The schedule of Sunday Readings, Celebrants, Preachers, Lectors, Acolytes, Ushers, Hymnody, Choral and Organ Repertoire for Sunday, June 30, 2019 may be found by clicking here. More information on the Choral repertoire may be found by clicking here.


Please remember these people in your daily prayers
Geoffrey Wainwright, Fr. John Graham, Dorothy Murray, Mary Lou Devens, Michael Milano, Brenton Boitse, Charley Taylor, August 'Augie' Alonzo, Ted Long, Jim Berger, Ethel Martin, Dean Pineda, Bazelais Suy, Carnola Malone, Charlene MacDougal, Pablo Illás, Doreen Finn, Donald Schmidt, Marlea Edinger, Ted Saunders, Ann Halikas, Loisjean Raymond Simmons, Don Wilber, Jacob Potter

In thanksgiving for the upcoming Diaconal Ordinations of Rose Cicero and Debra Lang on July 6, 2019 in Chicago. In thanksgiving for the Golden Jubilee year of the Brotherhood of Saint Gregory, founded on Holy Cross Day, 1969, and for the Brothers as they gather for their Annual Summer Convocation in Wappingers Falls, NY.

Prayers for the departed

Rest eternal grant unto them, O Lord: and let light perpetual shine upon them. May their souls and the souls of all the faithful departed, through the mercy of God, rest in peace. Amen.

The Approved Minutes of Vestry meetings are now available online to parishioners who request the link.  If you would like Internet access to the Approved Vestry Minutes, please email the  Church Office and request the link. 
Once you access the web page, you can read all recent Approved Vestry Minutes.  In addition, if you click on the subscribe button at the top right, you will be given email notice whenever a new set of Approved Minutes is added. 

To end, an excerpt from a 2011 sermon by the Very Rev. Peter Elliott, Dean of Christ Church Cathedral, Vancouver, British Columbia, on the Sunday of that city's annual Pride Parade Day. The full sermon may be read or heard by the link here.Fr. Raymond +
Jacob was left alone; and a man wrestled with him until daybreak. When the man saw that he did not prevail against Jacob, he struck him on the hip socket; and Jacob's hip was put out of joint as he wrestled with him. Then he said, 'Let me go, for the day is breaking.' But Jacob said, 'I will not let you go, unless you bless me.' So he said to him, 'What is your name?' And he said, 'Jacob.' Then the man said, 'You shall no longer be called Jacob, but Israel, for you have striven with God and with humans, *  and have prevailed.'    Genesis 32:22-28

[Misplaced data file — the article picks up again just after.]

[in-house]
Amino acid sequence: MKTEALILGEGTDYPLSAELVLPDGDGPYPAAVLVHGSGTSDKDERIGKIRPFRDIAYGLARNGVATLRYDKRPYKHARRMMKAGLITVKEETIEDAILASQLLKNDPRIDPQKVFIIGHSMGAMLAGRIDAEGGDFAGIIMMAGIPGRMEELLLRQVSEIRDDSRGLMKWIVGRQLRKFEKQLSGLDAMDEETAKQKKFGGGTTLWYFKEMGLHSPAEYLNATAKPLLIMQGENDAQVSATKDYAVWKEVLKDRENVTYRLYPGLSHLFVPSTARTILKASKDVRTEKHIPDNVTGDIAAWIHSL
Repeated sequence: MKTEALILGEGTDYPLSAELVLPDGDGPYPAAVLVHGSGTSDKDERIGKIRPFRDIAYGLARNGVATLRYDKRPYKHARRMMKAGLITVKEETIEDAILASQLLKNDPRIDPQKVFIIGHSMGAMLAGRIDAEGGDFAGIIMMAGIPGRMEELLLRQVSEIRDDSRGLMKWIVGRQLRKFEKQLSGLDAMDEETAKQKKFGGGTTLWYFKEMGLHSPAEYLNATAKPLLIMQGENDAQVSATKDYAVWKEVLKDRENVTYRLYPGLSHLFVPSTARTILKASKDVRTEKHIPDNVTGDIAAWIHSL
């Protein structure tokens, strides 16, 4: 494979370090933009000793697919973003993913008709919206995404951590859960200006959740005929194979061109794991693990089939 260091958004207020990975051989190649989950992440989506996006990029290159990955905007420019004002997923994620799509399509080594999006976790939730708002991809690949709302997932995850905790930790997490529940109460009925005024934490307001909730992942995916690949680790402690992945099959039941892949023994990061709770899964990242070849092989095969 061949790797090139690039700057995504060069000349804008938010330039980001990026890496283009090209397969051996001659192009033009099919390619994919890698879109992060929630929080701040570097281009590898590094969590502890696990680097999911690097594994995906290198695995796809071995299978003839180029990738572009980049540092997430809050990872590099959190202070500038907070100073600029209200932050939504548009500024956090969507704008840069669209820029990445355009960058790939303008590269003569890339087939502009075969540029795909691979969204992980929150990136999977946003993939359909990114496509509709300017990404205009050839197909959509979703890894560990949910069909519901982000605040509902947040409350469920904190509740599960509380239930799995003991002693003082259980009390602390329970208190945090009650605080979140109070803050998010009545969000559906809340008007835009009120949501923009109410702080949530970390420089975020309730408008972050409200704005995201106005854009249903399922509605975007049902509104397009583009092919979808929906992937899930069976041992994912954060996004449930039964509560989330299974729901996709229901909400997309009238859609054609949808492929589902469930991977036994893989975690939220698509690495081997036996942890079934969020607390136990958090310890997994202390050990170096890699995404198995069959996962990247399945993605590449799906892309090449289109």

"Today's story of wrestling with an unknown stranger and being wounded has found particular resonance amongst homosexual people for somehow it captures a particular aspect of what's it's like to come out, to be open about our sexual identity. Maybe, as this society grows in tolerance and respect for gay people this may not be the story of the next generation, but those of us of a certain age can identify with the dynamics of the story of Jacob's wrestling with the stranger and his wound and say, authentically, I know what that's like.
"Because for many GLBT people the first awareness of our sexual orientation comes as a wound, a deep and unexpected aspect of our identity with which we silently wrestle year after year. Unbidden and unwanted, we agonize, trying to figure out how we can be in the world and whether we will ever find someone to love. Those of us of a certain age-the older ones of us-were not helped by how homosexuals were depicted in literature and film: gay characters in works by Tennessee Williams and others were always tragic figures, obsessed by their sexual desires but unable to adjust to the straight society around them. Alcoholic or suicidal or both these characters mirrored the dominant attitudes so prevalent in the North American culture of the 40s, 50s, even through to the 60s and early70s. Being gay was not an option when I was growing up in those years. The only option was to be straight, if popular images in cinema were to be trusted, and to grow up to be just like Doris Day and, um, Rock Hudson. So we buried our feelings, took on relationships that didn't give us the expression we needed and lived a secret life. The wounding of women and men in those years, and sadly, still today, is deep and like Jacob, we walked through life, metaphorically speaking, with a limp ....
"And so we wrestled and experienced a wounding and have emerged, like Jacob, with a transformed understanding of who we are and what we can offer the world. I believe the journey of coming out is a spiritual journey, and thank God that so many Christians are now able to witness, receive, affirm and bless the gifts of lesbian and gay disciples of Jesus Christ."
Lutte de Jacob avec l'ange  ( Jacob Wrestling with the Angel),
Marc Chagall, c. 1931

Fr. Patrick Raymond,

Susan Schlough,      

Parish Office